Most of our lives are full, exciting, even hectic. We come home to a comfortable environment - maybe to a family that loves us. But it's not enough. There's still an emotional void that nags at the back of our minds. It's hard to put our fingers on exactly what's wrong, to pinpoint the missing ingredient. We feel empty, but empty of what? This article will give you an idea of what might be lacking and how you can put it back into your own personal life.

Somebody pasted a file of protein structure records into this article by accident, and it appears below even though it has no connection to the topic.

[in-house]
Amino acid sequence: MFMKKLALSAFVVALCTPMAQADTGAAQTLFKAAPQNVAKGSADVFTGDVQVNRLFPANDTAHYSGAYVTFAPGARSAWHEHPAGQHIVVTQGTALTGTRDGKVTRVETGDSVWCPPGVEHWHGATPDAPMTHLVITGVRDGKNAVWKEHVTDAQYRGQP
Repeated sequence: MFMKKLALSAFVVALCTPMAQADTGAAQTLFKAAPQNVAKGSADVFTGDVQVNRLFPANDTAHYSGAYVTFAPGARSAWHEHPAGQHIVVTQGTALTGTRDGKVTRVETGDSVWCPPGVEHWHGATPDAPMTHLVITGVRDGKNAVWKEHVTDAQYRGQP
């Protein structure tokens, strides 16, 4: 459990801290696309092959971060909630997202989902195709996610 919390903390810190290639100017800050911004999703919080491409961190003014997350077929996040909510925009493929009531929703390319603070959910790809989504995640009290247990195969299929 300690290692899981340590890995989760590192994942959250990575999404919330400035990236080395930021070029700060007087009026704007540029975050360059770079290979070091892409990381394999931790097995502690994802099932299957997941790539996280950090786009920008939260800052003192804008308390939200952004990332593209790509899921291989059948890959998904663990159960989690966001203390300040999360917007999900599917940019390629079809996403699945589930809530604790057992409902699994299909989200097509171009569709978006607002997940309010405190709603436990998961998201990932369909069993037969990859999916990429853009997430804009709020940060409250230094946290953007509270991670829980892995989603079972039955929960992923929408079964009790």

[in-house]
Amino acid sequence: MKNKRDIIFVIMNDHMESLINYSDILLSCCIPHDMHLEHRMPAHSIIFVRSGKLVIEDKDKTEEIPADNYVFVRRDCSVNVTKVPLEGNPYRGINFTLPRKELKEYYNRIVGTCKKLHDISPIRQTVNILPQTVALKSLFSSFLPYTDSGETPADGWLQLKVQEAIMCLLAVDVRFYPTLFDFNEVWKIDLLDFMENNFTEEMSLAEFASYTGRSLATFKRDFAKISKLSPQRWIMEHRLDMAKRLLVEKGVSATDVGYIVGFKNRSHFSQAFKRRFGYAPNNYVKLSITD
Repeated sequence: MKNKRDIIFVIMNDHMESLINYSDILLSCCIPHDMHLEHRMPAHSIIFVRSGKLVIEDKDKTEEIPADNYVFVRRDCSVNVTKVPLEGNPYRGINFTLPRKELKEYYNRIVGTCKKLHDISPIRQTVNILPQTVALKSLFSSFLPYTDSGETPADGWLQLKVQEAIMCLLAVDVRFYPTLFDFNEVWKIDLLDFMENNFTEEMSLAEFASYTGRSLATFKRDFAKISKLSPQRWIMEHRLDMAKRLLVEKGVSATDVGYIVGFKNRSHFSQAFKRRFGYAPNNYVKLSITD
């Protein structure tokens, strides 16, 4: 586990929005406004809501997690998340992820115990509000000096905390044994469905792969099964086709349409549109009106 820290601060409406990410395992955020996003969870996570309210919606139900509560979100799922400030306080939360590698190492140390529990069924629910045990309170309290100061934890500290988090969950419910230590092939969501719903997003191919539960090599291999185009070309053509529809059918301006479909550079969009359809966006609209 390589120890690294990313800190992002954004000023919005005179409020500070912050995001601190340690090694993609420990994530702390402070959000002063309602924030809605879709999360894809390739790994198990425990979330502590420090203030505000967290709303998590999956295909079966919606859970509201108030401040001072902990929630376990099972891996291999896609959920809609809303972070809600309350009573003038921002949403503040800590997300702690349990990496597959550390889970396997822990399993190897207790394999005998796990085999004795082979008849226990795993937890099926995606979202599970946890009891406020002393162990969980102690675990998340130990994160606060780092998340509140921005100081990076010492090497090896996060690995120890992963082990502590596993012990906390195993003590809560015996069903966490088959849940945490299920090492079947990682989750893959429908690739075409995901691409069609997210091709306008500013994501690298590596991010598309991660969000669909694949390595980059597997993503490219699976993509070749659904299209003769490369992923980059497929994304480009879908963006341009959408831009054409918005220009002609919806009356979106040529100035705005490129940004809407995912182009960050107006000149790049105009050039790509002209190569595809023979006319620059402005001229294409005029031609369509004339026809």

We covet privacy. We go to all kinds of Howard Hughesian lengths to maintain it. Six-foot fences around our backyards, unlisted phone numbers, carefully avoided car pools - they're all symptoms of our nearly paranoid desire to avoid contact with the rest of the human race. But paradoxically, we also crave intimacy. Many of us seem to be searching for a lost sense of community, a closeness that has slipped through our fingers in the last three or four decades. Practically nobody has a "hometown" any more. Our jobs have turned us into nomadic wanderers who travel from oasis to economic oasis, never really putting down roots. The places we live awhile before moving on to something better all look alike - Xerox-copy franchises and look-alike supermarkets give a feeling of comfort, familiarity, or at least déjà vu. But the checker behind the counter doesn't remember us from day to day - and we're probably glad he doesn't, because we also crave anonymity. A Nation of Strangers. This lack of community has hit people in the United States a lot harder than those in Europe or the rest of the world, who generally maintain a less-mobile lifestyle and closer family ties. According to Ralph Keyes, the U.S. character seems to be based on three cherished things: "mobility, privacy, and convenience - which are the very sources of [their] lack of community" (We, The Lonely People, p. 15). But a sense of community' is a basic human need. Take it away and we start feeling uneasy, even a little desperate. U.S. young people were the first to translate this feeling into action, grouping themselves together into counterculture communes. At times flouting conventional religion and mores, they tried to recapture this lost feeling of tribal or extended-family closeness. The young vanguard of the sixties was followed by a surprisingly large number of middle-aged and even old people, searching for belonging outside the mainstream. Many communes today include a mixture of young and old people who make up a self-chosen "extended family." And this movement, or fad, or whatever you want to call it, has begun its spread through Canada and even Western Europe. This flight to the communes is a sad commentary on our society's lack of community. Communes may provide a temporary feeling of belonging and sense of identity, but most of them don't last very long. Unless: they are authoritarian in structure or have some sort of transcendental goal or religious purpose, as a general rule they fold in a year or two. And some communes degenerate into crash pads for commune-hoppers; members searching for community can't seem to overcome the call of the open road, the easy mobility our society offers. What Are We Looking For? But just what is a community? Would we know one if we saw it? And would we know whether or not we really wanted to become part of it if we did recognize it? Ralph Keyes, who has extensively studied the problem, states that "for me... the minimum criterion of being in community, for being known [is] that my absence, as well as my presence, be noted.... The minimum question about whether a group of people is really. a community for me is: 'Would anyone notice if I didn't show up?'" Keyes goes on to say that this is "a frightening question, perhaps the most scary one I could put to a group of people. I'd dread so what the answer might be. Better not to ask it at all - anywhere. This fear, I think, fuels a lot of our frantic rushing around - the feeling that if we just keep moving we'll have an excuse never to raise such a question with any group of people. The fear of being rejected also fuels our lust for seclusion. By living in splendid isolation we can beg the question of whether anyone else would want us around. Not accepted, at least we're not rejected. Nor do we risk getting known" (ibid., p. 146). Most of us live in fear that people will "find us out, " that our deepest personal secrets will be revealed, as indeed they almost certainly would be in the typical small-town community of the past. We are too scared of each other to be known as whole human beings, to reach out and begin the process of relating to each other as a group or community. Dr. Sidney Jourard writes: "Many of us dread being known because we fear that if we were... known by others - as intimately as we know our own experience - we would be divorced, fired, imprisoned, shot or otherwise harmed" (The Transparent Self, p. 41). We might open ourselves up to some sort of ego-destroying rejection - people might not like us, and we might have to deal with it. Hiding is so much simpler and easier. People Need People. But hiding is not healthy, and it doesn't solve our problems or fulfill our needs. Where then do we go to find roots, people who know us fully and still accept us? There is no way most of us can return to those cozy days of yesteryear and live in an everybody-knows-everybody-and-their-ancestors-all-the-way-back hamlet tucked away in the foothills somewhere. If there are many such hamlets left, the inhabitants would probably look on us as outsiders anyhow. And we might find such an atmosphere stifling. The ideal would probably be to build our own community of people like us, who are willing to make a long-term commitment to love and friendship - who accept us in all of our flawed humanity and still like us - and want to hang around us for the duration. What about you? Are you satisfied with your life just the way it is? Or do you really want company - want to feel like you really belong somewhere? Suppose you've decided you're somebody who needs people. You honestly don't want to be alone anymore and aren't afraid to admit it. Where do you go to find those people you need, people who will accept you and want your fellowship in return? A Ready-Made Community. Almost two millennia ago, a small group of men and women gave up a place in their own local community to follow a Teacher who promised them an abundant life here and now and immortality in the hereafter. The book of Mark records how one of their number, a man named Peter, "began to mention all that he and the other disciples had left behind, 'We've given up everything to follow you,' he said," And that Teacher, Jesus Christ of Nazareth, answered: "'Let me assure you that no one has ever given up anything - home, brothers, sisters, mother, father, children, or property - for love of me and to tell others the Good News, who won't be given back, a hundred times over, homes, brothers, sisters, mothers, children, and land".. All these will be his here on earth, and in the world to come he shall have eternal life'" (Mark 1 0:28-30, The Living Bible). This promise wasn't just for those first-century followers, though. Christ promised that He would found a community of believers that would last down through the ages (Matt 16:18). Christ promised that if we decide to go His way' - accept Him as Savior and want to help spread His gospel - He will make us members of a tight-knit community of like-minded believers: His body, the church of God. He also made sure that this community of believers would never need to be without a goal (Matt. 28:19-20) or a system of government. Thus, it would never need to fall apart like many latter-day communes. And He promised that the people in this community would be given His own Holy Spirit (Acts 2:38) to help them feel the love and forgiveness they would need in order to stick together. Paul, one of Christ's students, wrote to this group: "Just as there are many parts to our bodies, so it is with Christ's body [this group or church], We are all parts of it, and it takes everyone of us to make it complete, for we each have different work to do. So we belong to each other, and each needs all the others." Paul went on to show these members of the Christian community how they should interact within their, new group: "God has given each of us the ability to do certain things well.... If your gift is that of serving others, serve them well.... Don't just pretend that you love others: really love them.... Love each other with brotherly affection and take delight in honoring each other.... When God's children are in need, you be the one to help them out. And get into the habit of inviting guests home for dinner or, if they need lodging, for the night.... When others are happy, be happy with them. If they are sad, share their sorrow.... Don't try to get into the good graces of important people, but enjoy the company of ordinary folks.... Don't quarrel with anyone. Be at peace with everyone, just as much as possible" (Rom. 12:4-19, The Living Bible). The letter to the Hebrews warned these people not to " neglect... to meet together, as is the habit of some, but encourage... one another, and all the more as you see the Day drawing near" (Heb. 10:25). There are still groups of people like this today who meet together regularly, who hold to the same system of basic beliefs. They have the same Spirit, the same goal of sharing their good news with others and warning the entire world of what is going to happen in this unstable end time. God's Church. If you are looking for community, if you want to go God's way, His Church is the ideal place to find an " extended family." Here is a ready-made group of people who think the way you think and are committed to the same goals you are committed to. This group is not some kind of exclusivist club or clique. Each and every member is trying their best to reach out and share what God has given them with whoever will listen, whoever wants to join in and help, whoever needs the love they have to pass on. Meeting every weekend with a large group of people who want the same things you want - who observe the same customs you' do every year, who are willing to dedicate their lives and their substance to the preaching of Christ's message - can be an exhilarating experience. Here is an enthusiastic reaction from someone who just discovered this community in his own neighborhood: "I must let you know how much I enjoyed Sabbath services. It was my first real contact with God's people. As is my custom, I sat in the back, not knowing anyone. Then I got hit with some of that outgoing concern that I have been reading about. Within minutes people just started coming over and introducing themselves. One family, on finding this was my first service, temporarily 'adopted' me and had me sit right in their midst up front. The service was excellent, but it was the warmth, friendliness and sincerity that really impressed me" (man from Trenton, New Jersey). Here is another: "We have just attended our first Sabbath meeting. Were we surprised! We never believed people would be so friendly and homey, even though we had not previously met. It is most definitely the environment we want to bring up our four-month-old daughter in, and to learn and grow in ourselves" (married couple, Greenfield, Massachusetts). And another: "On that first week I went they greeted me, a total stranger. Now that gives you a warm feeling that makes you want to return again, and again, and again" (man from New York, New York). But belonging to God's church isn't just a weekend thing. It gives you an unparalleled chance to develop a circle of close friends of like mind, people you will want to be with during a lot more than church services. These are the kind of people who really do what the apostle Paul said - who visit you when you are sick, listen to you when you need a sympathetic ear, and have a good time with you when you're feeling great. They have their flaws; none of them are perfect, but they're trying hard.